08 Junio 2017 16:50
Imagine having to live your life ‘in the closet’ for fear of being victimised for your blood group
It is said that myths are shared dreams. Shared dreams that can smother the truth, and that when applied to an innate characteristic of a specific social group can end up fueling harmful prejudices.
In Japan, one of these myths has led to a practice known as burahara, or blood discrimination. And no, we’re not talking about yet another instance of the ‘blood purity’ obsession that has infected Christians, Jews, and Nazis alike over the course of centuries. We’re talking about discriminating against a person based on something as seemingly irrelevant – blood transfusions aside, of course – as his or her blood group.
The curse of the letter B
It all began with a scientific paper published almost a century ago. A study carried out on a small sample which nonetheless had a surprisingly powerful impact on the social psyche of Japan.
It was 1927 when Tokeji Furukawa, professor at Tokyo’s Women’s Higher Normal School, published a paper entitled Study of Temperament and Blood-Groups. The paper, influenced by European research seeking arguments to justify racial superiority and eugenics, was based on the observation of just 11 people – all members of the author’s family.
In Japan, there is a belief that there exists an indisputable correlation between the blood group, personality and temperament of each person, and that this correlation determines that person’s compatibility with others
Despite its lack of scientific rigor, Furukawa’s study quickly permeated Japanese culture. His theory about the correlation between blood group, personality and temperament spawned a widespread culture of superstition around blood typology. According to this idea, blood type confers on a person a series of innate character traits. The ‘blood personality’ or ‘blood psychology’ would, in a way, be the Japanese equivalent of the zodiac signs to people in the West.
According to the theory, people with type A blood are gentle, stable, considerate, organised, and introverted. They are also perfectionists.
Those with blood type O are carefree, relaxed, friendly, organised, confident, determined and tenacious.
Those with blood type B are viewed as impulsive, effusive, flexible, extroverted, optimistic, individualistic, stubborn, curious, and freedom-loving. This final quality can be considered problematic in Japan.‘Blood personality’ or ‘blood psychology’ are, in a way, the Japanese equivalent of the signs of the zodiac
Since the end of the Second World War, stereotyping by blood group has seen periodic surges of popularity in Japan. It became very widespread in the 70s thanks to two books by Masahiko Nomi: Understanding Affinity by Blood Type and Blood Type Humanics. During a few moments in the 90s it became the centre of conversation again. In 2004, the theory was everywhere: with over 70 TV shows about the subject. Another wave of interest came in 2007, with the publication of the Guide to Yourself Based on Blood Type, which sold over five million copies.
The combined influence of all these cultural moments has led to discrimination by blood becoming normalised in Japan. And in this game of temperamental mirrors, two groups come off worse than the others.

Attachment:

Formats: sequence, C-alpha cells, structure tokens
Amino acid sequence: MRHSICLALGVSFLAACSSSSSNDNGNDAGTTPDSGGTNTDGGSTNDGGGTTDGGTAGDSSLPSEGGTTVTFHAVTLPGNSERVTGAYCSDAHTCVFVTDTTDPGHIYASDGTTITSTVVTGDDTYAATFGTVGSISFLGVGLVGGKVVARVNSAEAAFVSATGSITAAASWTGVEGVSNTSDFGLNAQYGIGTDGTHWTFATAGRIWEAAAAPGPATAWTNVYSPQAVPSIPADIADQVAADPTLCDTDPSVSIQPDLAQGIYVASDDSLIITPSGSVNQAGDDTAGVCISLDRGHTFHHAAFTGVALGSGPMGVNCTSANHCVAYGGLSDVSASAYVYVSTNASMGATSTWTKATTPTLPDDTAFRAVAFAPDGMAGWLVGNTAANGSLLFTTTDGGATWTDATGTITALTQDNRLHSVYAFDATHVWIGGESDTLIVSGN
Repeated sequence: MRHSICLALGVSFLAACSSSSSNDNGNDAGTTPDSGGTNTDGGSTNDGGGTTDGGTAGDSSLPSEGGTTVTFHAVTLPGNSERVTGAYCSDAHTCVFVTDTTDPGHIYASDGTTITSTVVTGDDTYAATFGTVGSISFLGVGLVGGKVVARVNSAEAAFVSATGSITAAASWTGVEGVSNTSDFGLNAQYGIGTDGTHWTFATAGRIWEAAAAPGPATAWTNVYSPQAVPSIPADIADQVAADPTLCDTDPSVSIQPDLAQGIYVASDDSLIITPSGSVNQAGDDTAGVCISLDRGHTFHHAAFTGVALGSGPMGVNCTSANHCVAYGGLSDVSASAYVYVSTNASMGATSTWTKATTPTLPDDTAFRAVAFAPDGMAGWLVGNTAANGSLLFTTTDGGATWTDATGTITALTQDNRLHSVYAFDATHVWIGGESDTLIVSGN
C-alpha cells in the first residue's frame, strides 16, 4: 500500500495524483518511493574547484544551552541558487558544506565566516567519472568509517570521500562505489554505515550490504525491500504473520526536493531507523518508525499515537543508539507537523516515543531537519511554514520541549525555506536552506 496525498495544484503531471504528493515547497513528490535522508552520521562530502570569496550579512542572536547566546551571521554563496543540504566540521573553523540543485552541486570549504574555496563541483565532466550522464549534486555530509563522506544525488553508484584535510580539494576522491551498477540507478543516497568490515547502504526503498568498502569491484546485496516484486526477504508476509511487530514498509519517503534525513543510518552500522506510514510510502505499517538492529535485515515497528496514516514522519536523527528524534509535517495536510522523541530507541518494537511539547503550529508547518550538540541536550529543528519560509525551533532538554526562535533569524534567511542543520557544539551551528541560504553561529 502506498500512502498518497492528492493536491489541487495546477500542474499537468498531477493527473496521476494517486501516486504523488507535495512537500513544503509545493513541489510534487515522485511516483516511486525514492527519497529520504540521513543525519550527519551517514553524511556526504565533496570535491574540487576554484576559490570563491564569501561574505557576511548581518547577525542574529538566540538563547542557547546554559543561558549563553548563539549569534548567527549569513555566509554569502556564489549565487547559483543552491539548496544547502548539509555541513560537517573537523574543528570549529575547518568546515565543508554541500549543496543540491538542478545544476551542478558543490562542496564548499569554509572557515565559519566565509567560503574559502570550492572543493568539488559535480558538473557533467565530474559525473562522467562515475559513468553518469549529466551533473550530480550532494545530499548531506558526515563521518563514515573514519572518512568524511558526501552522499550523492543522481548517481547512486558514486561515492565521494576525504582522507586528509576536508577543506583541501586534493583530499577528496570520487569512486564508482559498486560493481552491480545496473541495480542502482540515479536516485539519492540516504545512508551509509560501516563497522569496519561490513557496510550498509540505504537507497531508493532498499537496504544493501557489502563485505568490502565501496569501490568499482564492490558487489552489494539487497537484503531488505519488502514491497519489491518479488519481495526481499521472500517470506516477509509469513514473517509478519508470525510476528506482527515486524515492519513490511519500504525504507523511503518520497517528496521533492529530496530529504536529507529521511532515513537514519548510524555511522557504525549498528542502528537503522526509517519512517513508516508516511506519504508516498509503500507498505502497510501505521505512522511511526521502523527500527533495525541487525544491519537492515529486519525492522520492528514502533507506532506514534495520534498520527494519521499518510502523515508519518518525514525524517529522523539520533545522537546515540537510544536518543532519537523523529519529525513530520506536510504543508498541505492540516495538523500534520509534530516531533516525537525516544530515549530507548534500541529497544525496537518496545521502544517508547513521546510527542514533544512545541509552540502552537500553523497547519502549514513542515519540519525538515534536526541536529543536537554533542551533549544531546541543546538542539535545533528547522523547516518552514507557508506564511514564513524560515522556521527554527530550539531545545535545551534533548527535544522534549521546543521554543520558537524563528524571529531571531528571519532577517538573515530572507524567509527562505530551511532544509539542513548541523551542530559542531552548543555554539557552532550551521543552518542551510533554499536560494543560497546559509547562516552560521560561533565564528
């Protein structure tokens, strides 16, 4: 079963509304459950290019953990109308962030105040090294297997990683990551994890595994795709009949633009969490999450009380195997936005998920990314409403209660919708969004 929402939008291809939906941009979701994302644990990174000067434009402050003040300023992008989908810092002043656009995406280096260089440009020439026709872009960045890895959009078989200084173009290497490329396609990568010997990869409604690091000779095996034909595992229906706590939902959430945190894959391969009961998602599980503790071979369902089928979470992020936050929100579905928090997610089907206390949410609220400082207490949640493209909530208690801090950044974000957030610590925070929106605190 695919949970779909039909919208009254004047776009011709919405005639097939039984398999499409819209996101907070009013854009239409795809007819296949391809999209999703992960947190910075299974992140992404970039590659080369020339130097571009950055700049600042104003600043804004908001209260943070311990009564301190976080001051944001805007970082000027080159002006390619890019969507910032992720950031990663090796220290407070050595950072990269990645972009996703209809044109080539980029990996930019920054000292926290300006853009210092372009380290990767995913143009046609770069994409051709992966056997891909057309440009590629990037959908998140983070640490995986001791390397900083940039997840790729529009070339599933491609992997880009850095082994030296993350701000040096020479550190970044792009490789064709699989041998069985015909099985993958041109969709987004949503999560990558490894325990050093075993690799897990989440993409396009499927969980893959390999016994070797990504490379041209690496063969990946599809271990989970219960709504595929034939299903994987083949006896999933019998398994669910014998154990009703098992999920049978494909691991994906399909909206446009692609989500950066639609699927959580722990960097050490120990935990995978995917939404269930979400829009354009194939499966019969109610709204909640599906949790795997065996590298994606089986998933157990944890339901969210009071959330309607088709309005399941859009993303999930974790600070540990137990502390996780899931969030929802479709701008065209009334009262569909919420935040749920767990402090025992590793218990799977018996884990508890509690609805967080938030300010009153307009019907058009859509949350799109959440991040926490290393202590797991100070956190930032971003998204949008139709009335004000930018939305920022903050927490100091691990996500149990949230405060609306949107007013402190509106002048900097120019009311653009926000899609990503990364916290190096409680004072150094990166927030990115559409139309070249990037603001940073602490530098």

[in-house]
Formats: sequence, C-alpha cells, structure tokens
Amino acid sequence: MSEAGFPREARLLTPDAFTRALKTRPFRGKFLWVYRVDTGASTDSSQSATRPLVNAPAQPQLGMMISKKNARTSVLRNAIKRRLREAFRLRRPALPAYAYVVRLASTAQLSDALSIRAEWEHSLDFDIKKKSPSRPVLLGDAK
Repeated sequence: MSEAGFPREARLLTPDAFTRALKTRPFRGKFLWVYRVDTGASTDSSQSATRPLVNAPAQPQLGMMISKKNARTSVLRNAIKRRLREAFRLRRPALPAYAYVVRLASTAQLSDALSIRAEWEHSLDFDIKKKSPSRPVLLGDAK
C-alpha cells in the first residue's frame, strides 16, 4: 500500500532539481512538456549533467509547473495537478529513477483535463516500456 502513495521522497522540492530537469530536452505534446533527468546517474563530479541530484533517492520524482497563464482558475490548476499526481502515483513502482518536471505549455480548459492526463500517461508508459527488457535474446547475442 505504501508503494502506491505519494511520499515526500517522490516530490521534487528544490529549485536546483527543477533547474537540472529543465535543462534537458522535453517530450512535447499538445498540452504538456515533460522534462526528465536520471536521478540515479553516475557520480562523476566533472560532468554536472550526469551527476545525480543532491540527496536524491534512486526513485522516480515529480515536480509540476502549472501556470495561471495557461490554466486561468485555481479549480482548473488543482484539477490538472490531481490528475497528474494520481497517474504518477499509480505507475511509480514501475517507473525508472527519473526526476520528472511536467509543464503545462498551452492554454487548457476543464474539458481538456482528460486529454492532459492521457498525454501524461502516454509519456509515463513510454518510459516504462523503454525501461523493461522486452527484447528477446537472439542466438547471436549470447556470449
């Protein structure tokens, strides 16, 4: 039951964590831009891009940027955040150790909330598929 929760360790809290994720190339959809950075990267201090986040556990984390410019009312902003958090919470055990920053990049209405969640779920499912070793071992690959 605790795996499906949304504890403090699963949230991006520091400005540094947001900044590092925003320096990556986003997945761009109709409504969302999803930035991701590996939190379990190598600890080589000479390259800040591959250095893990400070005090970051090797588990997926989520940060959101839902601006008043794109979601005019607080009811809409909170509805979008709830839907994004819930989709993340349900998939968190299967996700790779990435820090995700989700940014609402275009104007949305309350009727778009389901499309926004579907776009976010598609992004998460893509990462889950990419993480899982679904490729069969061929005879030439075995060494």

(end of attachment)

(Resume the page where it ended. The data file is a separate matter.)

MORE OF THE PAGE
Negative stereotyping marks out people with blood type B as being impulsive, irritable, irresponsible, egotistic, erratic and more likely to develop ‘degenerate’ behaviour. Those with AB blood type – with its dual character – are viewed as eccentric, indecisive, forgetful, irresponsible and unpredictable.
In Japan, these stereotypes continue to present individuals with problems when looking for work or establishing relationships.
The long shadow of pseudoscience
As often happens when people talk about the so-called purity or impurity of a person's blood, the ‘blood personality’ is, above all, a moral distinction.
‘There is no scientific basis for assessing character by blood type,’ social psychologist Shigeyuki Yamaoka said to the Daily Beast. ‘But even in a country like Japan where roughly 98% of the population is the same ethnicity, people still find a way to discriminate and group people into convenient moulds.’
The Japanese Ministry of Health and Labour states in its good practice guidelines for recruitment that the employer should not ask candidates for their blood type, date of birth or zodiac sign. To do so could ‘lead to unfair discrimination based on stereotypes and prejudices derived from this information’
Blood personality is a myth. A cultural construction built on pseudoscience. But its effects are very real.
The results of a survey of 5000 Japanese people of varying ages conducted by Yamaoka and his team revealed that three of every four people with type B blood claimed to have been victims of verbal abuse because of their blood type.
On Japanese morning TV it's common to see psychics reading people’s fortunes based on their blood group. Blood typology is commonly used by individuals seeking a romantic partner to measure compatibility. Even anime characters are analysed using blood type.
The most worrying type of discrimination however, takes place in the workplace. Many companies still select candidates or assign jobs based on blood types. The Japanese Ministry of Health and Labour states in its good practice guidelines for recruitment and selection that an employer should never ask candidates for their blood type, date of birth or zodiac sign. To do so could ‘lead to unfair discrimination based on stereotypes and prejudices derived from this information’.
Faced with such potential discrimination, some people with type B blood prefer to live 'in the closet’. Better to hide away, or lie, than live a life of constant harassment.